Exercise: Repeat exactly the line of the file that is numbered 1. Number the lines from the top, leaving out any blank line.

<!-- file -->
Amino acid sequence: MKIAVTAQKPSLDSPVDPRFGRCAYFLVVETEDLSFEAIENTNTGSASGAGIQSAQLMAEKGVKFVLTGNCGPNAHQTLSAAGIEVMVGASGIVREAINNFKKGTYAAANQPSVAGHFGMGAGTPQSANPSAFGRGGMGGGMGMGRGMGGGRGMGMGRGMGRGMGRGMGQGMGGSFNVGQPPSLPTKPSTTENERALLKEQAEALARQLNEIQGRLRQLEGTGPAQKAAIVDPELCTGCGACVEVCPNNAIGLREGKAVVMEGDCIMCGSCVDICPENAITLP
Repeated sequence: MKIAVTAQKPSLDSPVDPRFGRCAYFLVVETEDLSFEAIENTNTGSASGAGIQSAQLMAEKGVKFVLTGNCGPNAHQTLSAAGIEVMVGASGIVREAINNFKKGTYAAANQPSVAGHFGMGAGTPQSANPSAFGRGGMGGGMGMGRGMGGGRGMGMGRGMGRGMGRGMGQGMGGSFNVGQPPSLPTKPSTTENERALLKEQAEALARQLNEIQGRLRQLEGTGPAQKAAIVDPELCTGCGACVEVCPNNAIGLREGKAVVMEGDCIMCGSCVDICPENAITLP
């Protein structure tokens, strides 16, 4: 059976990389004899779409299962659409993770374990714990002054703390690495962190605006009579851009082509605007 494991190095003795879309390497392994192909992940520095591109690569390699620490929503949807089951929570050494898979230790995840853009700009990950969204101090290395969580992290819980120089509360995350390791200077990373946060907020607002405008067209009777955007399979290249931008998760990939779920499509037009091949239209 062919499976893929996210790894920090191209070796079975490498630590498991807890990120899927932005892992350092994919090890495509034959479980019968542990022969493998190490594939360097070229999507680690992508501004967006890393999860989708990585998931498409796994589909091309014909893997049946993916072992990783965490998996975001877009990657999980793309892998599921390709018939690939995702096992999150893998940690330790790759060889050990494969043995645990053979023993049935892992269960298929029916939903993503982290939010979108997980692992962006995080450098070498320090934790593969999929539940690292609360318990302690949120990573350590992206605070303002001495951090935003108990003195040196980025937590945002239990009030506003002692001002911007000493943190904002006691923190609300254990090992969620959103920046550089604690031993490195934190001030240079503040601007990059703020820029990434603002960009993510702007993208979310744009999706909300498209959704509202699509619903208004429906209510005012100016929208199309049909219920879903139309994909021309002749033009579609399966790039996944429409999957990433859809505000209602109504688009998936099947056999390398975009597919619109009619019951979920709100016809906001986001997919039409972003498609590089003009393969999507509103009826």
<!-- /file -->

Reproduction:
Amino acid sequence: MKIAVTAQKPSLDSPVDPRFGRCAYFLVVETEDLSFEAIENTNTGSASGAGIQSAQLMAEKGVKFVLTGNCGPNAHQTLSAAGIEVMVGASGIVREAINNFKKGTYAAANQPSVAGHFGMGAGTPQSANPSAFGRGGMGGGMGMGRGMGGGRGMGMGRGMGRGMGRGMGQGMGGSFNVGQPPSLPTKPSTTENERALLKEQAEALARQLNEIQGRLRQLEGTGPAQKAAIVDPELCTGCGACVEVCPNNAIGLREGKAVVMEGDCIMCGSCVDICPENAITLP